Please use this identifier to cite or link to this item: http://hdl.handle.net/2440/109272
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Type: Journal article
Title: Dr Pennefather’s Criminal Code for South Australia
Author: Taylor, G.
Citation: Common Law World Review, 2002; 31(1):62-102
Publisher: Sage Publishing
Issue Date: 2002
ISSN: 1473-7795
1740-5556
Statement of
Responsibility: 
Greg Taylor
Abstract: South Australia, like England and the two largest Australian States of New South Wales and Victoria, retains the common law of crime, merely modifying various aspects of it, as the need arises, by statute. There has been only one serious attempt to codify the common law of crime in South Australia. Early in the twentieth century, a draft Criminal Code was produced by an Anglo-Irish lawyer who had been Professor of Laws at the University of Adelaide. Although the draft was commissioned by the government of South Australia, that government took no steps towards its enactment. Analysing the primary sources, this article shows that the failure of the Code was due to inertia on the part of the government rather than any serious defects in the Code itself (as Castles proposes). The legislative process is not well adapted to considering lengthy codes, and the political process is too oriented towards short-term goals rather than the long-term benefits which are thought to flow from codification.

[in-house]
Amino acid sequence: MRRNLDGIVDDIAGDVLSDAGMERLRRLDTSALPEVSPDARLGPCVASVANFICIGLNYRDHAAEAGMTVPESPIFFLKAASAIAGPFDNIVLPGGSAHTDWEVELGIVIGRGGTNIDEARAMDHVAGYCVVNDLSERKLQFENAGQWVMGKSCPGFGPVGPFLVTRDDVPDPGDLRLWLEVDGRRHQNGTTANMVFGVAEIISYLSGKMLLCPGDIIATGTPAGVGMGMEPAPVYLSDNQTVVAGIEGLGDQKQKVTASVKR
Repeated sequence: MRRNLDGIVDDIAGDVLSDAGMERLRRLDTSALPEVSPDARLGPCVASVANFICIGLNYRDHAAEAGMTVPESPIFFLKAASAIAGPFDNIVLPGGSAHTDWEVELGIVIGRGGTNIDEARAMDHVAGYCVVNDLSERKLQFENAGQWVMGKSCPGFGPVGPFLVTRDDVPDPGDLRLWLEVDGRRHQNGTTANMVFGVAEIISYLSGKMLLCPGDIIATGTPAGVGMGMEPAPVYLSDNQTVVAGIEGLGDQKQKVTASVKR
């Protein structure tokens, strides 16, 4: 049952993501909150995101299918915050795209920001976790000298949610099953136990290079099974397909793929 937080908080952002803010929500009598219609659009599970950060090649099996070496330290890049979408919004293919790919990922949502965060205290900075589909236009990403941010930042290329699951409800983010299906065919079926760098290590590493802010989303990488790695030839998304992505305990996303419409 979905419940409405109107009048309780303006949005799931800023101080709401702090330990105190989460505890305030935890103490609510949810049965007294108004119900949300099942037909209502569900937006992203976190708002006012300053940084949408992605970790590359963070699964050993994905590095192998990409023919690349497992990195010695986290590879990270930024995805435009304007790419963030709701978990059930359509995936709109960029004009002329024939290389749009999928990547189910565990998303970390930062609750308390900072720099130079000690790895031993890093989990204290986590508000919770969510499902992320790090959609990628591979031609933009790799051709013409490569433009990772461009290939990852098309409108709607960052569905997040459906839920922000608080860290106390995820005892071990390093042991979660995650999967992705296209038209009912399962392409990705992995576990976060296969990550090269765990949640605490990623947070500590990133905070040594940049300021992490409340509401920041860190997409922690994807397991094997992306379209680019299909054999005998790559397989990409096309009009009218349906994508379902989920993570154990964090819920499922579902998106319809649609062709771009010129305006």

Rights: Copyright © 2002, © SAGE Publications
RMID: 0030077005
DOI: 10.1177/147377950203100103
Appears in Collections:Law publications

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